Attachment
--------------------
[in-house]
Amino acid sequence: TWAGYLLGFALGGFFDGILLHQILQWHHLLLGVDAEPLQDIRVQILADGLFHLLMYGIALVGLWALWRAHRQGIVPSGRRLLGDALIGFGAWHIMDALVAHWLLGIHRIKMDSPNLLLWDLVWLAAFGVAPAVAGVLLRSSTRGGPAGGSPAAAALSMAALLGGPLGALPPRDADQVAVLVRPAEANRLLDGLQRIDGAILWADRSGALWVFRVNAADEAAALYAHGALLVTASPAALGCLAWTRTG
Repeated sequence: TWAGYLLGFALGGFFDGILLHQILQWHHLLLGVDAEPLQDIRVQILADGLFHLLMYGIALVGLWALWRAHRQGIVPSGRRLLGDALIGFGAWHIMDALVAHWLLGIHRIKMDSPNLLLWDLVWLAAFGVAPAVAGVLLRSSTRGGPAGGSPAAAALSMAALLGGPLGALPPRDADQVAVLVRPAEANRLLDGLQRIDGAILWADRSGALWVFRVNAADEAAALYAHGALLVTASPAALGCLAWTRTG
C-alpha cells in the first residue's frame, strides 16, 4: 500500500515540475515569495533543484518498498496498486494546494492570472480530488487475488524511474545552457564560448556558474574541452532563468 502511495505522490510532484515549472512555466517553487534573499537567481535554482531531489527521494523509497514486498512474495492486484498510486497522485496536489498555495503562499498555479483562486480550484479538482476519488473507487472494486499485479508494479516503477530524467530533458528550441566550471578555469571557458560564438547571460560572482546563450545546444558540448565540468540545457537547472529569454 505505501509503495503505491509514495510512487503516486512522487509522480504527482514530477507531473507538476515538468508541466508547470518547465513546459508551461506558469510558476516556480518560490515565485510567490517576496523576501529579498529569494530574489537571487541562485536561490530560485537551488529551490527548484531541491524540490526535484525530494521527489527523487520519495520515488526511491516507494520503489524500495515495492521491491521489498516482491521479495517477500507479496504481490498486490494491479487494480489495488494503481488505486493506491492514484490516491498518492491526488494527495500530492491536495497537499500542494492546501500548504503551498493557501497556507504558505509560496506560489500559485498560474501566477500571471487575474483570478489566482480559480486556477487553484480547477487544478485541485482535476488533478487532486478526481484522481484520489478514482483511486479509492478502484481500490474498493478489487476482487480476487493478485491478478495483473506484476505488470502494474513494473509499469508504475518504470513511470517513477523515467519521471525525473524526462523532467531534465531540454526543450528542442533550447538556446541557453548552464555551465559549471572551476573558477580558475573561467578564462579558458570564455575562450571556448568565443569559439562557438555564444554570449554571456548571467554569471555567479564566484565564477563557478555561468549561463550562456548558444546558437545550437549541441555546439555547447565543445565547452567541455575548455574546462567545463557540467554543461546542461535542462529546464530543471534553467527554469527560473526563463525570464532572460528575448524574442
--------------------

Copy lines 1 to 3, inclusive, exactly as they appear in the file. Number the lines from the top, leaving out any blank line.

[in-house]
Amino acid sequence: TWAGYLLGFALGGFFDGILLHQILQWHHLLLGVDAEPLQDIRVQILADGLFHLLMYGIALVGLWALWRAHRQGIVPSGRRLLGDALIGFGAWHIMDALVAHWLLGIHRIKMDSPNLLLWDLVWLAAFGVAPAVAGVLLRSSTRGGPAGGSPAAAALSMAALLGGPLGALPPRDADQVAVLVRPAEANRLLDGLQRIDGAILWADRSGALWVFRVNAADEAAALYAHGALLVTASPAALGCLAWTRTG
Repeated sequence: TWAGYLLGFALGGFFDGILLHQILQWHHLLLGVDAEPLQDIRVQILADGLFHLLMYGIALVGLWALWRAHRQGIVPSGRRLLGDALIGFGAWHIMDALVAHWLLGIHRIKMDSPNLLLWDLVWLAAFGVAPAVAGVLLRSSTRGGPAGGSPAAAALSMAALLGGPLGALPPRDADQVAVLVRPAEANRLLDGLQRIDGAILWADRSGALWVFRVNAADEAAALYAHGALLVTASPAALGCLAWTRTG